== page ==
Northern Unit Named After Bentham Line Dementia Project
Wednesday 23rd January 2019 saw Northern unveil a train named in honour of the Bentham Line CRP Dementia-Friendly Railway Project.
On Wednesday 23rd January at Leeds railway station a train was named “The Bentham Line – A Dementia-Friendly Railway” by Peter Wilkinson, Managing Director of Passenger Services, Rail Group, at the Department for Transport (DfT). Fifty people were present including representatives from the Leeds-Morecambe Community Rail Partnership (LMCRP) responsible for the Bentham Line, the Association of Community Rail Partnerships (ACoRP) and various local charities involved, including Dementia Friendly Keighley, Dementia Friends, the Bay Dementia Hub and Bentham & District Dementia Friendly Community who all provide support for those living with dementia and their carers. Importantly, several individuals living with dementia, who have been involved in the project, were also able to be present along with their supporters.
Steve Hopkinson, East Area Director for Northern, in welcoming the guests to the ceremony, spoke about how great it was to see so many people involved in the project from the railway and beyond, which was a testimony to how important raising awareness of dementia is to people. He added: “50% of the population know or support someone with Dementia and two facts really resonate with me about what living with dementia really means: the stigma and fear which arises from a lack of understanding of the disease; and the impact on activities we take for granted such as buying a ticket, travelling by rail to see the sights of Yorkshire and beyond.”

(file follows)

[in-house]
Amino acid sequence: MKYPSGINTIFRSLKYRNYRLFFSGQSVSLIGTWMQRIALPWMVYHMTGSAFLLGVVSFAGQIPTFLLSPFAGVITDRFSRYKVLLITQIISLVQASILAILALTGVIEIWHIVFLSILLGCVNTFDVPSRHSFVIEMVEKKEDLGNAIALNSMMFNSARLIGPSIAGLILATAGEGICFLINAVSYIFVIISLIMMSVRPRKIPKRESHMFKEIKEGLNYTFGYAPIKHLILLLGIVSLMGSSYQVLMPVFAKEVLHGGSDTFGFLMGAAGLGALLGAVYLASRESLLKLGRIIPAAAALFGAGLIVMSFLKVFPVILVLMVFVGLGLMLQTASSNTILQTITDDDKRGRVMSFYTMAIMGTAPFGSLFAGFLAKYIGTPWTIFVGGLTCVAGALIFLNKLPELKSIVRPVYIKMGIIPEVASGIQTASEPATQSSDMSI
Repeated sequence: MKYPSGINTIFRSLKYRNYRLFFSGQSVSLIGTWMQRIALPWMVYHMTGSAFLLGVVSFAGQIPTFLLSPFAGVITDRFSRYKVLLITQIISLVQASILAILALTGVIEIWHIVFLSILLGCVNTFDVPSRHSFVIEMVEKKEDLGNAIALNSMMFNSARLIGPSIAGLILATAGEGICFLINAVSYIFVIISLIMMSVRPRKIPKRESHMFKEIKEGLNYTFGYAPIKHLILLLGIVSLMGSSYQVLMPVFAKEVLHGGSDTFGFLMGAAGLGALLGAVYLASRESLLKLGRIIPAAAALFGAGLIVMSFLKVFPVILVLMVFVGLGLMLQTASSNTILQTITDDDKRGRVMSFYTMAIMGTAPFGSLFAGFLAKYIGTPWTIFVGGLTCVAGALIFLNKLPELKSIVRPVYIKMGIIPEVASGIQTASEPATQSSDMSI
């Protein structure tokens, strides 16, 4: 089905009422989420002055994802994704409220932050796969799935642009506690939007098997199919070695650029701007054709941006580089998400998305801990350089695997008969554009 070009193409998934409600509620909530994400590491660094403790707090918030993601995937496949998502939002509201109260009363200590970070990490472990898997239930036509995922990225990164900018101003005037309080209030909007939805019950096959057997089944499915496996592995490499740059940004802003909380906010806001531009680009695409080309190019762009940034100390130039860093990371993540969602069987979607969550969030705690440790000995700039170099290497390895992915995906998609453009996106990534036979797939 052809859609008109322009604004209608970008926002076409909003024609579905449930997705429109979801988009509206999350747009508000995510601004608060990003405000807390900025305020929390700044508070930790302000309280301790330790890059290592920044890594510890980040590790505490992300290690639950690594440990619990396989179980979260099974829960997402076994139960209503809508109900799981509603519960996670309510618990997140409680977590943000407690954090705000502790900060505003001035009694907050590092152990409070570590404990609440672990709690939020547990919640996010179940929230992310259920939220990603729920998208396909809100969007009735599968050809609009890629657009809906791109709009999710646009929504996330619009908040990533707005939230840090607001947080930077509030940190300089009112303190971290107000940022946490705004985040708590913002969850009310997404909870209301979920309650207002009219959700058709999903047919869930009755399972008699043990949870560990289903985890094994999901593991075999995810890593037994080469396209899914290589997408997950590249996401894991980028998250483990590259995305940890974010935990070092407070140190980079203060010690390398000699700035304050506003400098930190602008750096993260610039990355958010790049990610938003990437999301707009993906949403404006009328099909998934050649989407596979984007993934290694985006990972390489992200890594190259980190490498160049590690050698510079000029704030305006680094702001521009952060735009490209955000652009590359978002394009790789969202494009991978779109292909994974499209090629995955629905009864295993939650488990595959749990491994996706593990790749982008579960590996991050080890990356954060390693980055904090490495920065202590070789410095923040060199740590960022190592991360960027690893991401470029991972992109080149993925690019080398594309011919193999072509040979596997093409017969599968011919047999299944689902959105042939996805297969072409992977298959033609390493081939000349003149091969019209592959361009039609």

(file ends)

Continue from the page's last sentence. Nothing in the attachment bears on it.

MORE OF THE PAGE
Steve continued; “Thanks to the passionate work that Gerald Townson and his colleagues at the LMCRP have done, supported by Richard Isaac, Community and Sustainability Manager and other colleagues at Northern with additional assistance from: Dementia Forward, Enhance the UK and the Dementia Friends imitative of the Alzheimer’s Society, as well as the DfT; that stigma and fear is being challenged and removed. The activities we take for granted are again becoming enjoyable for people associated with dementia. They can buy their tickets, travel by train through Yorkshire and enjoy a walk on the promenade at Morecambe”.